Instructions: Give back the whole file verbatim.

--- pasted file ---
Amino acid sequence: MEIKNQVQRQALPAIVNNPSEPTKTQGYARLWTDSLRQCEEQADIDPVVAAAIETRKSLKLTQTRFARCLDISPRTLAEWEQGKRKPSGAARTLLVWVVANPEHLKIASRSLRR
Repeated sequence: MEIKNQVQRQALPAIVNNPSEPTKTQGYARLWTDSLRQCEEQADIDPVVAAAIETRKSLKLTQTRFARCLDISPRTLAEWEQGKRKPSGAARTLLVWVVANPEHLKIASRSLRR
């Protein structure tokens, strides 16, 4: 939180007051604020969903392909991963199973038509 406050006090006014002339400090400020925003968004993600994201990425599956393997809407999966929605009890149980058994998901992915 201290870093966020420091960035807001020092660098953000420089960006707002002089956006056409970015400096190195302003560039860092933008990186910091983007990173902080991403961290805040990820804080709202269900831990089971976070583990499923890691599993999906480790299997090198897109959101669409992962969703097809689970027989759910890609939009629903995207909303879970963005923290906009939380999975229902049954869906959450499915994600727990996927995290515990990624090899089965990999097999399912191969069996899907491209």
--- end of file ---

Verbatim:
Amino acid sequence: MEIKNQVQRQALPAIVNNPSEPTKTQGYARLWTDSLRQCEEQADIDPVVAAAIETRKSLKLTQTRFARCLDISPRTLAEWEQGKRKPSGAARTLLVWVVANPEHLKIASRSLRR
Repeated sequence: MEIKNQVQRQALPAIVNNPSEPTKTQGYARLWTDSLRQCEEQADIDPVVAAAIETRKSLKLTQTRFARCLDISPRTLAEWEQGKRKPSGAARTLLVWVVANPEHLKIASRSLRR
């Protein structure tokens, strides 16, 4: 939180007051604020969903392909991963199973038509 406050006090006014002339400090400020925003968004993600994201990425599956393997809407999966929605009890149980058994998901992915 201290870093966020420091960035807001020092660098953000420089960006707002002089956006056409970015400096190195302003560039860092933008990186910091983007990173902080991403961290805040990820804080709202269900831990089971976070583990499923890691599993999906480790299997090198897109959101669409992962969703097809689970027989759910890609939009629903995207909303879970963005923290906009939380999975229902049954869906959450499915994600727990996927995290515990990624090899089965990999097999399912191969069996899907491209």